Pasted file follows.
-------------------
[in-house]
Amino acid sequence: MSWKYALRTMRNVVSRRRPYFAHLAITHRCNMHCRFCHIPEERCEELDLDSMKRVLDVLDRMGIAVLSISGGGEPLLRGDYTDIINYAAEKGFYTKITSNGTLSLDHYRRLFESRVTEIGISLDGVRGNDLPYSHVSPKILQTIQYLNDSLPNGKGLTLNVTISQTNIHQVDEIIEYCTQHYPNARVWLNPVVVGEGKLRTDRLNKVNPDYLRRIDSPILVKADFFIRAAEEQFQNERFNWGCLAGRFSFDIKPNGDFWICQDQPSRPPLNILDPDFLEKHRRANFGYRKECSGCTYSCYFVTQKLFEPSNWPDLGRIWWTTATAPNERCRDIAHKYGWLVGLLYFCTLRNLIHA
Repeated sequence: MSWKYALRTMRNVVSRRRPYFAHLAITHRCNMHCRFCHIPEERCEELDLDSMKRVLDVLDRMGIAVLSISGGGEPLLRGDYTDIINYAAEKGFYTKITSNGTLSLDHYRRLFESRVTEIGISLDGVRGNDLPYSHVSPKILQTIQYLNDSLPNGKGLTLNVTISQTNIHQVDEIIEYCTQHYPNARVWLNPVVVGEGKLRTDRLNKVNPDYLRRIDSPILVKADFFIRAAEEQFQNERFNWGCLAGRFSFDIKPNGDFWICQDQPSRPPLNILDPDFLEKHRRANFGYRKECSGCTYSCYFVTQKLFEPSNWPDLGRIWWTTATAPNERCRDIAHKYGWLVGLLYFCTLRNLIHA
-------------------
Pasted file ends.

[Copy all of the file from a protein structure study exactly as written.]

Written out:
[in-house]
Amino acid sequence: MSWKYALRTMRNVVSRRRPYFAHLAITHRCNMHCRFCHIPEERCEELDLDSMKRVLDVLDRMGIAVLSISGGGEPLLRGDYTDIINYAAEKGFYTKITSNGTLSLDHYRRLFESRVTEIGISLDGVRGNDLPYSHVSPKILQTIQYLNDSLPNGKGLTLNVTISQTNIHQVDEIIEYCTQHYPNARVWLNPVVVGEGKLRTDRLNKVNPDYLRRIDSPILVKADFFIRAAEEQFQNERFNWGCLAGRFSFDIKPNGDFWICQDQPSRPPLNILDPDFLEKHRRANFGYRKECSGCTYSCYFVTQKLFEPSNWPDLGRIWWTTATAPNERCRDIAHKYGWLVGLLYFCTLRNLIHA
Repeated sequence: MSWKYALRTMRNVVSRRRPYFAHLAITHRCNMHCRFCHIPEERCEELDLDSMKRVLDVLDRMGIAVLSISGGGEPLLRGDYTDIINYAAEKGFYTKITSNGTLSLDHYRRLFESRVTEIGISLDGVRGNDLPYSHVSPKILQTIQYLNDSLPNGKGLTLNVTISQTNIHQVDEIIEYCTQHYPNARVWLNPVVVGEGKLRTDRLNKVNPDYLRRIDSPILVKADFFIRAAEEQFQNERFNWGCLAGRFSFDIKPNGDFWICQDQPSRPPLNILDPDFLEKHRRANFGYRKECSGCTYSCYFVTQKLFEPSNWPDLGRIWWTTATAPNERCRDIAHKYGWLVGLLYFCTLRNLIHA